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Fact-checking 3 claims about proof of vaccination requirements

New York City became the first U.S. city to require proof of COVID-19 vaccination at restaurants, gyms and other businesses. Now other areas are following suit.
Credit: AP
A proof of vaccination sign is posted at a bar in San Francisco on Thursday, July 29, 2021. (AP Photo/Haven Daley)

As the highly contagious delta variant continues to spread across the United States, many businesses and cities have been rethinking their COVID-19 vaccination requirements. In August, New York City became the first major U.S. city to announce that people who are fully vaccinated against COVID-19 need to show proof of vaccination in order to dine indoors, work out at the gym or go see a movie.   

As more cities and businesses are requiring people to show proof of vaccination if they want to enjoy certain activities, the VERIFY team is answering a few of your questions. 

QUESTION 1

Can private businesses ask customers for proof of COVID-19 vaccination? 

THE SOURCES

THE ANSWER

This is true.

Yes, private businesses can ask customers for proof of COVID-19 vaccination. 

WHAT WE FOUND

Most private businesses like a restaurant or theater can ask customers to show their vaccine card or refuse service — because when it’s their business, it’s their rules.

According to legal expert Page Pate, businesses cannot discriminate against customers based on race, sex, religion, and medical disability, but vaccinations are not on that list. 

"A restaurant has the absolute right to decide if they want their customers vaccinated. There is nothing in the law to prevent them from doing that," Pate explained.

Glenn Cohen, a professor at Harvard Law School, told VERIFY that private businesses asking for proof of vaccination is not a violation of the Health Insurance Portability and Accountability Act, or HIPAA

According to the U.S. Department of Health and Human Services, HIPAA only applies to covered entities, such as health care providers and health insurers, and their business associates.

“Because the average business is not a covered entity or a business associate of a covered entity within the meaning of HIPAA, the statute does not prohibit them from asking them about vaccination status,” said Cohen. 

QUESTION 2 

Do federal employment laws prohibit employers from requiring COVID-19 vaccines?

THE SOURCES

THE ANSWER

This is false.

No, federal employment laws don't prohibit employers from requiring COVID-19 vaccines.

WHAT WE FOUND

According to the Equal Employment Opportunity Commission (EEOC), there are no federal laws in place stopping an employer from requiring employees to be vaccinated as long as the employer makes reasonable accommodations to comply with the American Disabilities Act.

Charles Johnson, a labor and employment lawyer based in North Carolina, told VERIFY employers must also provide accommodation for employees who have religious reasons for not getting vaccinated. But otherwise, he says employers can generally require vaccinations.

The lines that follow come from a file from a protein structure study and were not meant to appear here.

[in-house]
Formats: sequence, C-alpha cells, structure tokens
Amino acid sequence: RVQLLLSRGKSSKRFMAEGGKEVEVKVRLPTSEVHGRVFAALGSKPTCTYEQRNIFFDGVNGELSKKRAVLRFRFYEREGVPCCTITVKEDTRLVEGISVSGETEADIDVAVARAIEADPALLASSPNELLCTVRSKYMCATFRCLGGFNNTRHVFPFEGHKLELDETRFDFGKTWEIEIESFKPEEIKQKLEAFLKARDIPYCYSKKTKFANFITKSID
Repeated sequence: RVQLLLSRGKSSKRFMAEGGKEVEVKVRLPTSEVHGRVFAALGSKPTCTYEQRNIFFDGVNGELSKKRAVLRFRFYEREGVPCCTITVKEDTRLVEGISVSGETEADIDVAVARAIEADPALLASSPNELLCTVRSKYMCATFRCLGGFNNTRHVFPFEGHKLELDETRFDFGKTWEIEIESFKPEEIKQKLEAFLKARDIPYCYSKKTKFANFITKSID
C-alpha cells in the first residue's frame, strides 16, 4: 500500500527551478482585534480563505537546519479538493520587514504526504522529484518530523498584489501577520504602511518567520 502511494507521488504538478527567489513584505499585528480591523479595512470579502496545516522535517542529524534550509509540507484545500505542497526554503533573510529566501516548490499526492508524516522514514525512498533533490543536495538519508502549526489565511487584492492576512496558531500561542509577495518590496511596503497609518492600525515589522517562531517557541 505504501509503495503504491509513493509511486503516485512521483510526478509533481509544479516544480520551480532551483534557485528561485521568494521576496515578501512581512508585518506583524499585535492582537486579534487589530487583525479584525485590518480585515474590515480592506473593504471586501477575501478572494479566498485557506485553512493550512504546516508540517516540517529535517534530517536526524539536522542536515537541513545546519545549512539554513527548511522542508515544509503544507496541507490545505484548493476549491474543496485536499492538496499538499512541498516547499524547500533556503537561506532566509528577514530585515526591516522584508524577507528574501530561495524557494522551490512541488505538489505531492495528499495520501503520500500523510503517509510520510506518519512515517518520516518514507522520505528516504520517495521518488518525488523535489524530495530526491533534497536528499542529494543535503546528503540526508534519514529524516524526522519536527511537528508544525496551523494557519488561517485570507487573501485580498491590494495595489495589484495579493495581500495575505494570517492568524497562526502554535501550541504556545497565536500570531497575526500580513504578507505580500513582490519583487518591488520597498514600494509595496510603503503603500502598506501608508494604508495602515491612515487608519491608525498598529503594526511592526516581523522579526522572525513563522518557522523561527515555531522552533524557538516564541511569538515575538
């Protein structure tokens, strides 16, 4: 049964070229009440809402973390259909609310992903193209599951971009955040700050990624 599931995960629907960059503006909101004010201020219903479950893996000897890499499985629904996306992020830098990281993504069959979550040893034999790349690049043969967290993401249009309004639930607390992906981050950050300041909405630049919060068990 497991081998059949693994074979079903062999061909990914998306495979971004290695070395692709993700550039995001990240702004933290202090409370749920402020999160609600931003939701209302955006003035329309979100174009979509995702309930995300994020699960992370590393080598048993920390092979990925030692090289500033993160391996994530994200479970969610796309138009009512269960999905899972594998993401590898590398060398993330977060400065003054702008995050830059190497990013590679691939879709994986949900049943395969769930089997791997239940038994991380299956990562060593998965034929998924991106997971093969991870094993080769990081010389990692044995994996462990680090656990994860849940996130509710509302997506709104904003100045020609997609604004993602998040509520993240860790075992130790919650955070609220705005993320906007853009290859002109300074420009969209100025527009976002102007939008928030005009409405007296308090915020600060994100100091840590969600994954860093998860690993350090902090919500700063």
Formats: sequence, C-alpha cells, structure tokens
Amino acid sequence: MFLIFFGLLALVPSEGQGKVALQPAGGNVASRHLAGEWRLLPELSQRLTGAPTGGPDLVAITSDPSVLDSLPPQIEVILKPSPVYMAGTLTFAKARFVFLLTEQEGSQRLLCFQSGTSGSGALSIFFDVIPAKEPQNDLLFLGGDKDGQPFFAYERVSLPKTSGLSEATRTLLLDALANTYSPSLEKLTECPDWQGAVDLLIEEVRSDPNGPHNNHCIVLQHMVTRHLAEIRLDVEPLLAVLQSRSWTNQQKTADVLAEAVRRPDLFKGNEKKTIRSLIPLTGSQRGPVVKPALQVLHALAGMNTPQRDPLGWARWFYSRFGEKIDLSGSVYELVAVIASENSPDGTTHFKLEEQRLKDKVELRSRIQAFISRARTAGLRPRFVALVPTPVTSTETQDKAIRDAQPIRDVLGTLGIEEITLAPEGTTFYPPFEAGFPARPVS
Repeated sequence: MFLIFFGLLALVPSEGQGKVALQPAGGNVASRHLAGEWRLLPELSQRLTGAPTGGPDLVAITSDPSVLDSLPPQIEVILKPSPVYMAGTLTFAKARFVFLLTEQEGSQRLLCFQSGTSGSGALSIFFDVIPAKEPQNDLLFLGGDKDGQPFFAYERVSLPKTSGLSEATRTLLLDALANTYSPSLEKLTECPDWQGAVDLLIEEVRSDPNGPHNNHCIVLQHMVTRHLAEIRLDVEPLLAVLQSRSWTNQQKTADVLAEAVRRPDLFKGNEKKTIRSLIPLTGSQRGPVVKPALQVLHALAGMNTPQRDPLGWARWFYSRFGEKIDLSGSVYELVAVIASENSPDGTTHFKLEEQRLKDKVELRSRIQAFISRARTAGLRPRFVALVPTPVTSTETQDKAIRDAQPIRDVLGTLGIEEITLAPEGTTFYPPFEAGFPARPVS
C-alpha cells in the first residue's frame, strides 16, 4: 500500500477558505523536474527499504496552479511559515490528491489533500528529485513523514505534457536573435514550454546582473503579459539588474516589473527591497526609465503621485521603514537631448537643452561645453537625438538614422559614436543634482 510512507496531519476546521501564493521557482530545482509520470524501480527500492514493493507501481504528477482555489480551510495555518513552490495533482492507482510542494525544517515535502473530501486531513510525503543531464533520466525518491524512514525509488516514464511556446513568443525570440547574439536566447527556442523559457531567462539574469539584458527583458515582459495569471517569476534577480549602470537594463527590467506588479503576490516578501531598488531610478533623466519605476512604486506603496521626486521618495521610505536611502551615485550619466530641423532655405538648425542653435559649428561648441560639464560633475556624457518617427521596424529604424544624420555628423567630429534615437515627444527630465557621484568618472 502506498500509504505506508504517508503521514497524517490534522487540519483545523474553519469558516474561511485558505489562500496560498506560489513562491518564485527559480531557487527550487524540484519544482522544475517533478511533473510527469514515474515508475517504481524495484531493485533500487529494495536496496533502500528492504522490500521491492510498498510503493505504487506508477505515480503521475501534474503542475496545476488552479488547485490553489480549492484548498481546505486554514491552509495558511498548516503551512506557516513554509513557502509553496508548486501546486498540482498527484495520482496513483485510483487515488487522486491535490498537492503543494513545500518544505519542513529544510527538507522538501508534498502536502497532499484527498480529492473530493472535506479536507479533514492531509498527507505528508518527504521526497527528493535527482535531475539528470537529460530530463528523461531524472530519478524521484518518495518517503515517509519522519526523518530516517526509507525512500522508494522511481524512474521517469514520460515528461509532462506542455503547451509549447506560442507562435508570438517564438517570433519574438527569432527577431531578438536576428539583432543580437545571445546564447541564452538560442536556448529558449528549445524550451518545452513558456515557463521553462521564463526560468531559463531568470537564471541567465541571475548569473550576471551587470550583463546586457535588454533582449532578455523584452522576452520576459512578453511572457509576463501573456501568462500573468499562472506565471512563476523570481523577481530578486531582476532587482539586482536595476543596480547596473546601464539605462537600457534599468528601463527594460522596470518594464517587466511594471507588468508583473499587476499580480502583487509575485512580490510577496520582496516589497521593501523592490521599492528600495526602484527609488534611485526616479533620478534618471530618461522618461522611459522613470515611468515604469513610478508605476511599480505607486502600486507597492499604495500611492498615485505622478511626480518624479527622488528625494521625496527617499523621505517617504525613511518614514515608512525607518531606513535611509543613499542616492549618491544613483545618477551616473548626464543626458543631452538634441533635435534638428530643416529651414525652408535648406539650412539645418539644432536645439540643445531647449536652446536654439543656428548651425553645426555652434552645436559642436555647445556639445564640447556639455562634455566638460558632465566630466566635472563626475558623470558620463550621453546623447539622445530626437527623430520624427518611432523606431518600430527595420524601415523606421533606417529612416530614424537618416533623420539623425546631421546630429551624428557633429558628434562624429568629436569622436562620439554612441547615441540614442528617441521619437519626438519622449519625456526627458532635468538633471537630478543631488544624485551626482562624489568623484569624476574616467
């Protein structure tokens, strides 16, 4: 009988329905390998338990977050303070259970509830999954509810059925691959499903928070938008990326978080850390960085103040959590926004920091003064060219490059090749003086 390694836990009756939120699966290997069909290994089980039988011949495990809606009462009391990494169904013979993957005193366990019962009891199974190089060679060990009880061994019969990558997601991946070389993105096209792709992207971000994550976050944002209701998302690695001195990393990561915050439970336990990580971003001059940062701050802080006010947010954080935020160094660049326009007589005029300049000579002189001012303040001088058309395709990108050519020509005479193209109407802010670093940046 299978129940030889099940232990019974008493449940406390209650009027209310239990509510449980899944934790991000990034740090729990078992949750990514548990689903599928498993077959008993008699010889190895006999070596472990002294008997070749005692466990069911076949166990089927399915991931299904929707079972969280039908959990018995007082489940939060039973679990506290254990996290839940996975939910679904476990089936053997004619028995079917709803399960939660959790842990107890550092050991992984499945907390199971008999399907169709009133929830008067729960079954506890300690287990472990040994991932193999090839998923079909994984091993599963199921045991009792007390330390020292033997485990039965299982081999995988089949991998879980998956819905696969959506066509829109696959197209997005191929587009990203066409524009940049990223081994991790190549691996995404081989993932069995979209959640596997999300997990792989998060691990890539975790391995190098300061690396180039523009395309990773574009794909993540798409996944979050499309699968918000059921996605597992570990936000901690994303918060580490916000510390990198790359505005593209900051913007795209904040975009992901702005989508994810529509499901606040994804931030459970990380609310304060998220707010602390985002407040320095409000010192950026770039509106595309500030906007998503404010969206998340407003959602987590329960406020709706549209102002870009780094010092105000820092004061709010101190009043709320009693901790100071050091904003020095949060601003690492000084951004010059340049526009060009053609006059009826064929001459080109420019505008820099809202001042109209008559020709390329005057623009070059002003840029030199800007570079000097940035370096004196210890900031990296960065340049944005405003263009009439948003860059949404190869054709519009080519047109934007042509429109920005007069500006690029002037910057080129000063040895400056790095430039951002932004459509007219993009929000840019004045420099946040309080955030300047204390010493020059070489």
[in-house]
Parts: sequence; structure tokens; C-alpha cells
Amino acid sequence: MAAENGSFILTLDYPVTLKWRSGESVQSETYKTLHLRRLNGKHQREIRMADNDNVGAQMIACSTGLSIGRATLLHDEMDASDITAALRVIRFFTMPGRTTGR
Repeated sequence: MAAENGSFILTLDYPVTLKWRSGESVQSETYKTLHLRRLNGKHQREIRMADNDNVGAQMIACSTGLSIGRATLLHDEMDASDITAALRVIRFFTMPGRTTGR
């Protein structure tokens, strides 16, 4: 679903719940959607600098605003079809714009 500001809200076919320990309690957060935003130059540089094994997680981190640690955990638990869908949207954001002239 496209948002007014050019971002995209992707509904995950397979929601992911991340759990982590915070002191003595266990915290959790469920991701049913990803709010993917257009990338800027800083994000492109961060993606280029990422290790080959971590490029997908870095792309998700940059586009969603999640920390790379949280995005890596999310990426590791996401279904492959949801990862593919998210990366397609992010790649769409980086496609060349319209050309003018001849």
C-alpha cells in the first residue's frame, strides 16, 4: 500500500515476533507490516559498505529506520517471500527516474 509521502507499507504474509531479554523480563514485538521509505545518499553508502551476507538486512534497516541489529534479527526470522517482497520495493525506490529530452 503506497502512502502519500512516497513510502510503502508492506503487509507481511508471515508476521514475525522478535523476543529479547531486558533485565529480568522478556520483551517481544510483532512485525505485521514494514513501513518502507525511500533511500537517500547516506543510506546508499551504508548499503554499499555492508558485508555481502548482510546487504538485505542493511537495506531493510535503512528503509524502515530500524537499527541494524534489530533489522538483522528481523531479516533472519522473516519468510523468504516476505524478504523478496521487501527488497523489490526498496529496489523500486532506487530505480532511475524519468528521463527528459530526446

“Governments, employers and others can mandate vaccines in the interest of public health and safety,” he said. “And there are very few limitations.”

QUESTION 3

Are there any alternatives to carrying around your COVID-19 vaccine card? 

THE SOURCES

THE ANSWER

This is true.

Yes, there are alternatives to carrying around a COVID-19 vaccine card. 

WHAT WE FOUND

According to the CDC, after a person receives their first dose of a COVID-19 vaccine, they should get a vaccination card that tells what COVID-19 vaccine they received, the date they received it, and where they received it. The CDC advises people to keep their vaccination card in case they need it for future use, and also mentions taking a photo of the card as a backup copy.

As of Aug. 17, people 12 and older in New York City are required to show proof they have received at least one dose of a COVID-19 vaccine in order to enjoy indoor activities in the Big Apple. This new requirement is called the Key to NYC

According to New York City officials, to show proof of vaccination people can show a physical, photo or photocopy of their CDC vaccination card or a physical, photo or photocopy of their NYC vaccination record or another official immunization record from within or outside the U.S. 

People can also upload a photo of their CDC vaccination card or another official immunization record to the NYC COVID Safe App or the Excelsior Pass (or Excelsior Pass Plus) apps, along with their photo ID.

Other states in the U.S., along with Washington, D.C., and Puerto Rico, also have digital COVID-19 vaccine record options through their department of health websites. COVID-19 vaccine providers, like CVS, Walmart and Sam’s Club, also allow users to store their vaccine records online. 

If you lost your vaccination card or don’t have a copy, the CDC says you should contact your vaccination provider directly in order to access your vaccination record. 

If you cannot contact your vaccination provider directly, you should contact your state health department’s immunization information system (IIS), which you can find on the CDC website. If you enrolled in v-safe or VaxText after your first vaccine dose, the CDC says you can also access your vaccination information using those tools.

More from VERIFY: Yes, some COVID-19 vaccine doses are past their initial expiration date, but that doesn’t mean they’re unsafe

The VERIFY team works to separate fact from fiction so that you can understand what is true and false. Please consider subscribing to our daily newsletter, text alerts and our YouTube channel. You can also follow us on Snapchat, Twitter, Instagram, Facebook and TikTok. Learn More »

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